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TPP, KMT accuse each other following first talk on collaboration

10/15/2023 09:12 PM
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Taiwan People's Party's presidential candidate Ko Wen-je speaks at a public event for his new book in Taipei Sunday. CNA photo Oct. 15, 2023
Taiwan People's Party's presidential candidate Ko Wen-je speaks at a public event for his new book in Taipei Sunday. CNA photo Oct. 15, 2023

Taipei, Oct. 15 (CNA) The Taiwan People's Party (TPP) and the Kuomintang (KMT) on Sunday criticized each other over how to find the best presidential candidate to file a joint opposition ticket for the presidential election in January, a day after the two sides sat down for possible collaboration.

Several campaign officials from the KMT's presidential nominee Hou Yu-ih (侯友宜) and the TPP's Ko Wen-je (柯文哲) sat down for the first time on Saturday to explore a possible electoral pact between the two parties to run against Vice President Lai Ching-te (賴清德), the Democratic Progressive Party's (DPP) candidate.

The TPP advocated conducting polls to see whether voters think Hou or Ko is the best candidate to represent the two parties, while the KMT proposed an open primary to do so.

Both parties agreed to decide by 12:00 p.m. Sunday on a date for a second meeting to iron out their differences.

What the KMT received from the TPP on Sunday, however, was a copy of a statement in which the TPP flatly rejected the KMT's proposal for an open primary and demanded that the KMT come up with alternatives if the two sides were to continue talks for collaboration.

The TPP said in the statement that the open primary proposal indicated that the KMT just wanted to showcase its strength in mobilizing voters for polls and that it "lacked a genuine commitment" to pushing for collaboration among opposition forces.

According to the KMT's proposal presented Saturday, polling stations would be set up in cities and counties nationwide or in the 73 legislative constituencies, with voters who have their National Identification Cards checked and who sign a statement declaring that they "identify with the political direction to form an opposition alliance to oust the DPP," eligible to vote in the primary.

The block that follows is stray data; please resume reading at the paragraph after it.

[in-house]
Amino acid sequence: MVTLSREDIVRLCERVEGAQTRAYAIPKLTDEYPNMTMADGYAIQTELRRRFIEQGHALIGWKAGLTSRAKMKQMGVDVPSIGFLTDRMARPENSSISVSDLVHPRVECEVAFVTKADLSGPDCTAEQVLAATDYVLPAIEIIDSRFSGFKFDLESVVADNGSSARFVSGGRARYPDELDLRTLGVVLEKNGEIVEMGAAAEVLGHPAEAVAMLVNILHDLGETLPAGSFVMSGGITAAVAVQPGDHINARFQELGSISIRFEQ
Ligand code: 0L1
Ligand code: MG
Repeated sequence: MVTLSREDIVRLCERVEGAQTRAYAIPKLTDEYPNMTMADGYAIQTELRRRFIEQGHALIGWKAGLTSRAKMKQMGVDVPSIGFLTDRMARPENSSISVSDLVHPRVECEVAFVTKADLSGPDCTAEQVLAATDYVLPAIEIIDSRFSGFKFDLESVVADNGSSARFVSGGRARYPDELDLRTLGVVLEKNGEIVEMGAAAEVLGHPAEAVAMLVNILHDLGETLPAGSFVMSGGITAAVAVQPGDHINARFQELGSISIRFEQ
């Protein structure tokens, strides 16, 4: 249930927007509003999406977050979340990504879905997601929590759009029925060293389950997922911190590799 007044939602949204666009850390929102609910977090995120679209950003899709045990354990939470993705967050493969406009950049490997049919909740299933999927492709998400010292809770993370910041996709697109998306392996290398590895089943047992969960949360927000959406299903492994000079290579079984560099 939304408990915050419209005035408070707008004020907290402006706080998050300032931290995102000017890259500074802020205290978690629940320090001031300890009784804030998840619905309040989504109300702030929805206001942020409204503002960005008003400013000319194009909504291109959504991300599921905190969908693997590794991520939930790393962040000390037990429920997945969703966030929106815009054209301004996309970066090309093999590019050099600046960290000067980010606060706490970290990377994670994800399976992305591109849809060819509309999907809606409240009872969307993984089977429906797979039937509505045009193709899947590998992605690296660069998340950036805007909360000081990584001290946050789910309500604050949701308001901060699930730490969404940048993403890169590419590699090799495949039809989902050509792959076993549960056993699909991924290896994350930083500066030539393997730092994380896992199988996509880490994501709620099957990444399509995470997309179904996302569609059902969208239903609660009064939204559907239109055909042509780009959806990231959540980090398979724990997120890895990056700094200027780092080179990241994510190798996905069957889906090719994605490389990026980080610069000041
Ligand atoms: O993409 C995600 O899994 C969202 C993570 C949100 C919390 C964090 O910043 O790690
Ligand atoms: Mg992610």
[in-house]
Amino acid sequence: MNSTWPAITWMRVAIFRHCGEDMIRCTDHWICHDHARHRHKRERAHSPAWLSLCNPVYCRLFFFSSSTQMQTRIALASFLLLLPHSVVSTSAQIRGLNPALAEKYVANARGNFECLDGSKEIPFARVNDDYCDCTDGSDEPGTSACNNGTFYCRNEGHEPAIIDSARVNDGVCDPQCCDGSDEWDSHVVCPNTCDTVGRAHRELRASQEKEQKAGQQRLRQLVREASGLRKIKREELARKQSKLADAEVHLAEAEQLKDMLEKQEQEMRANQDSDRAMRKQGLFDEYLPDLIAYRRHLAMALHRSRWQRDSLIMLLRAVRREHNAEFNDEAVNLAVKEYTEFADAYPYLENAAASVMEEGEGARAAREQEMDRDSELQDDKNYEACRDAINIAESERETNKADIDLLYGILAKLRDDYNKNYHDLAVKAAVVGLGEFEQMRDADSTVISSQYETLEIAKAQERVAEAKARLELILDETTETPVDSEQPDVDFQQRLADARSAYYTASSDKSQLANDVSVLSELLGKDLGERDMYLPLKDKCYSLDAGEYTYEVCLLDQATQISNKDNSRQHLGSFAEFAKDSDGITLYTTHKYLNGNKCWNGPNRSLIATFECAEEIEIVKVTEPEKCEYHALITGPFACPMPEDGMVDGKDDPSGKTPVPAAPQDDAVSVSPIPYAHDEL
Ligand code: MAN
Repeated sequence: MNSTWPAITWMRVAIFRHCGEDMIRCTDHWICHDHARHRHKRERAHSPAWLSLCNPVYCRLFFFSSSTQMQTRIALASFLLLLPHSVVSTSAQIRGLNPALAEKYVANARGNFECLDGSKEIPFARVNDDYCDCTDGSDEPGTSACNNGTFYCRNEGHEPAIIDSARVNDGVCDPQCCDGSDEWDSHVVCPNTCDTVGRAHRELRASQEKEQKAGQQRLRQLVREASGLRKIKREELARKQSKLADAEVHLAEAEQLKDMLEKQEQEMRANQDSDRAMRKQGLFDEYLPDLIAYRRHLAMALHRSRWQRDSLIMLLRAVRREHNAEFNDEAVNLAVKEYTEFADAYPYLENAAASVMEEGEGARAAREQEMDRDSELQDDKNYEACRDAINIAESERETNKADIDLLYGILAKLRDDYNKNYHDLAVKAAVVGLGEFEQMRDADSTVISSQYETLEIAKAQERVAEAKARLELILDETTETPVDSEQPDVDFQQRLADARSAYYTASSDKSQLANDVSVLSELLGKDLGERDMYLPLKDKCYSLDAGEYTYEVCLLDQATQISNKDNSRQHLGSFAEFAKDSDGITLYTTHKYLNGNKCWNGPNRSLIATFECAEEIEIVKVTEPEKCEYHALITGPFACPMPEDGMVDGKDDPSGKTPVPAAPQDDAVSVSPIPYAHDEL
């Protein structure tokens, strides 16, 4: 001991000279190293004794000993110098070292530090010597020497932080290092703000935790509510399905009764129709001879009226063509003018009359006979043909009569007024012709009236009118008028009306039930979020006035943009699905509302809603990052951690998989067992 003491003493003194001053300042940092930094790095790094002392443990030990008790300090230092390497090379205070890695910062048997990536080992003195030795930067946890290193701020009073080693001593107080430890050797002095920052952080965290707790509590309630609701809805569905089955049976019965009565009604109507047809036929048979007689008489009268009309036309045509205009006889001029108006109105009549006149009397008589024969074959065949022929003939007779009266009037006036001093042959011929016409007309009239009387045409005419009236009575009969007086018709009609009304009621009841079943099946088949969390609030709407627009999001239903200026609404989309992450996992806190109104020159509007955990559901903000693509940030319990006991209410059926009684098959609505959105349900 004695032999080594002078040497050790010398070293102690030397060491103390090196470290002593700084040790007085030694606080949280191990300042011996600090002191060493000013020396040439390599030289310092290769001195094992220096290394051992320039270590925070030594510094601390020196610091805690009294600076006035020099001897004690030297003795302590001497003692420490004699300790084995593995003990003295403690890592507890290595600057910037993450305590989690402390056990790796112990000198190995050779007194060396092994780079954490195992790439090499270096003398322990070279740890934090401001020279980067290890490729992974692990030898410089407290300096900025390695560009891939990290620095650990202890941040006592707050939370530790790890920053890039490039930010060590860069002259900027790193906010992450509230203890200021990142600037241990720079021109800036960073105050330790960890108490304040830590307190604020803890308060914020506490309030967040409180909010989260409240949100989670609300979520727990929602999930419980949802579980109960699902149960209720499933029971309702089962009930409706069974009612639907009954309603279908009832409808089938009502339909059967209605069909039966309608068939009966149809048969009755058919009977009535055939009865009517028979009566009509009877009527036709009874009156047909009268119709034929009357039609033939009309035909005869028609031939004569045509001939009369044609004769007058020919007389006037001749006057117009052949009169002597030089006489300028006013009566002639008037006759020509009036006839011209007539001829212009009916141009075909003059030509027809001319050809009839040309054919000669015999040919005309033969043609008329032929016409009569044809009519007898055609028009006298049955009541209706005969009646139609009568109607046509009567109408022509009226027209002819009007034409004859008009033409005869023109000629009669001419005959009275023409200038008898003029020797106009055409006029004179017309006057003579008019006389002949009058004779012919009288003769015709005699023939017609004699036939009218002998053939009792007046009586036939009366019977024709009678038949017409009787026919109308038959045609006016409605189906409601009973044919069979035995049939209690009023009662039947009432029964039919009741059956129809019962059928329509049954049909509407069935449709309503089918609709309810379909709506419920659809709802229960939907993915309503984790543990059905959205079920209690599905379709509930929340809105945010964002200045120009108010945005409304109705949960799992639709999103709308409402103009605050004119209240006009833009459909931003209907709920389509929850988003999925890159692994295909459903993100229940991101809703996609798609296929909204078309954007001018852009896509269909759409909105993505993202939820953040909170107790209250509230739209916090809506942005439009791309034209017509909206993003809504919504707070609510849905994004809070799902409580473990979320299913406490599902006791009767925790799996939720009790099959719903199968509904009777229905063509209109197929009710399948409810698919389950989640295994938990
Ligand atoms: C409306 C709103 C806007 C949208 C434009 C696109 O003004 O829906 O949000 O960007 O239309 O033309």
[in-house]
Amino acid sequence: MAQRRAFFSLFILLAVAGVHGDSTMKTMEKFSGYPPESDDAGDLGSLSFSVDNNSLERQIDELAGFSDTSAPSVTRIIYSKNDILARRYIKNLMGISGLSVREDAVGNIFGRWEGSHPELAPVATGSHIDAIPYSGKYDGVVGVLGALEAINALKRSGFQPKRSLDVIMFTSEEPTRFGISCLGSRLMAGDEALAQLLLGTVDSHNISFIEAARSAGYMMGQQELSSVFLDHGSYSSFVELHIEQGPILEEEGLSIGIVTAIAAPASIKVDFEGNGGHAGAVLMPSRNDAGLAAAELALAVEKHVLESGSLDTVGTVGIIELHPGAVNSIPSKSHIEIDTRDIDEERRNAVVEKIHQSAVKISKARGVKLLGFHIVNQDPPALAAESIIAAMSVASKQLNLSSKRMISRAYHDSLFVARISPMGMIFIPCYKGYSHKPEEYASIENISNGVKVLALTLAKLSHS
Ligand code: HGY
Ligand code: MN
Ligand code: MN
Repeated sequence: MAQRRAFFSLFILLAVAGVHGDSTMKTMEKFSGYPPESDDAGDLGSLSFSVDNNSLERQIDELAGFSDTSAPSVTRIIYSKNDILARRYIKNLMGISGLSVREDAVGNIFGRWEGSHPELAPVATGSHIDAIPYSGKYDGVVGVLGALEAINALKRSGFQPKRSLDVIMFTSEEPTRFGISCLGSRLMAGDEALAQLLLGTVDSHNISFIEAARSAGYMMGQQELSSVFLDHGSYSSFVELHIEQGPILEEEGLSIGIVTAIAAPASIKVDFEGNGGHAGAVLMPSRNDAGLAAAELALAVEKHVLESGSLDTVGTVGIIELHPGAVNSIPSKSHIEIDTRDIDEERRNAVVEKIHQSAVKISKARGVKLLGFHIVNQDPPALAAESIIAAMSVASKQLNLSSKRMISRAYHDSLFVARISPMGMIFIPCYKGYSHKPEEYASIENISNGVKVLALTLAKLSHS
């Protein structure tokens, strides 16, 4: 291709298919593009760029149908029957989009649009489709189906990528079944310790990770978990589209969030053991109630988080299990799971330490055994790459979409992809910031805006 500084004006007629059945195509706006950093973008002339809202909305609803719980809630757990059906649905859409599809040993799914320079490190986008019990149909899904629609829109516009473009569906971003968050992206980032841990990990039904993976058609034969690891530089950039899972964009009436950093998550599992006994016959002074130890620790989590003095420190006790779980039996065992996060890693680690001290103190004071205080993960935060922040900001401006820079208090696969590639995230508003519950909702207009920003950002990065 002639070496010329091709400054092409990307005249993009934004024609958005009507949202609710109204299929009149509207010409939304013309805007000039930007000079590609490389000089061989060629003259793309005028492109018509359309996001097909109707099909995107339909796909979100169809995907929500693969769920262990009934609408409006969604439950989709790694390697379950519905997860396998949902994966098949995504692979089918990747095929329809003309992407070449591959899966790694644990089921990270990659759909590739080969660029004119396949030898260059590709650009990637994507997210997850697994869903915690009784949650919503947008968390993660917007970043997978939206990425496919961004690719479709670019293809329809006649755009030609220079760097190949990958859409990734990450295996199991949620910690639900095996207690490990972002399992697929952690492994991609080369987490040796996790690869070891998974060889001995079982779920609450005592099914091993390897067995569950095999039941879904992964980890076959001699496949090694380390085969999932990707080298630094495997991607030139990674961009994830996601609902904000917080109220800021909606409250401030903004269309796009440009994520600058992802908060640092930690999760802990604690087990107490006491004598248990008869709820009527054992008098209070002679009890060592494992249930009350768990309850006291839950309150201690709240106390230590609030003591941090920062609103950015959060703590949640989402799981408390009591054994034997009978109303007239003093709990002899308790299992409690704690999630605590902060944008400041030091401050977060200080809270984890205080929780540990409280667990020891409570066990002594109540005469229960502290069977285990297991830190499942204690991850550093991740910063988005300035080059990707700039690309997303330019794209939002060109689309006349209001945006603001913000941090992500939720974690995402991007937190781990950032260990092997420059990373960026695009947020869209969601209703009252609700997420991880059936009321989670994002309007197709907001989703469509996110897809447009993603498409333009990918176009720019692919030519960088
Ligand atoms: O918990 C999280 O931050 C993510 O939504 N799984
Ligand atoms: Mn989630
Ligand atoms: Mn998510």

In the statement, the TPP questioned the feasibility of the KMT's open primary proposal and suggested that it could potentially lead to "sampling bias."

In the event that the number of voters casting ballots in an open primary is not substantial, there could be a "lack of representation" in the polling results, the TPP said.

Secondly, it would be challenging to establish a voters list to ensure there will be no duplicate voting and fraudulent ballots, the TPP said, raising concerns about the credibility of the open primary.

Thirdly, the TPP expressed concerns about the tight timeline for preparation as there are only 26 days left until Nov. 10, the deadline proposed by the KMT for an open primary to be conducted.

Approached by reporters on Sunday, Ko said open primaries haven't been held in Taiwan for about 20 years, highlighting challenges in execution, such as expenses, sampling bias, among others.

Ko also said that the rule proposed by the KMT that voters sign a statement to identify themselves as standing with the opposition to oust the DPP runs counter to his campaign focus on uniting Taiwan and advocating for a coalition government or a government representing all citizens regardless of partisanship.

The KMT's proposal, which was crafted by King Pu-tsung (金溥聰), the executive officer of Hou's campaign, showed that King "has no intention of exploring possible collaboration," Ko said.

In response, King told a press conference that he sincerely hoped that the two sides would continue to sit down and talk.

King said that Ko "should not make assumptions about others' intentions based on his own."

King added that he would be willing to accommodate the TPP if it proposes a time and venue in order to continue to talk.

If the TPP and the KMT were to resume talks on Monday, there would be ample time for the two sides to explore collaboration, King said, adding that delays in these discussions could potentially reduce the amount of time available for such exchanges.

(By Fan Cheng-hsiang, Wang Cheng-chung, Kao Hua-chien, and Shih Hsiu-chuan)


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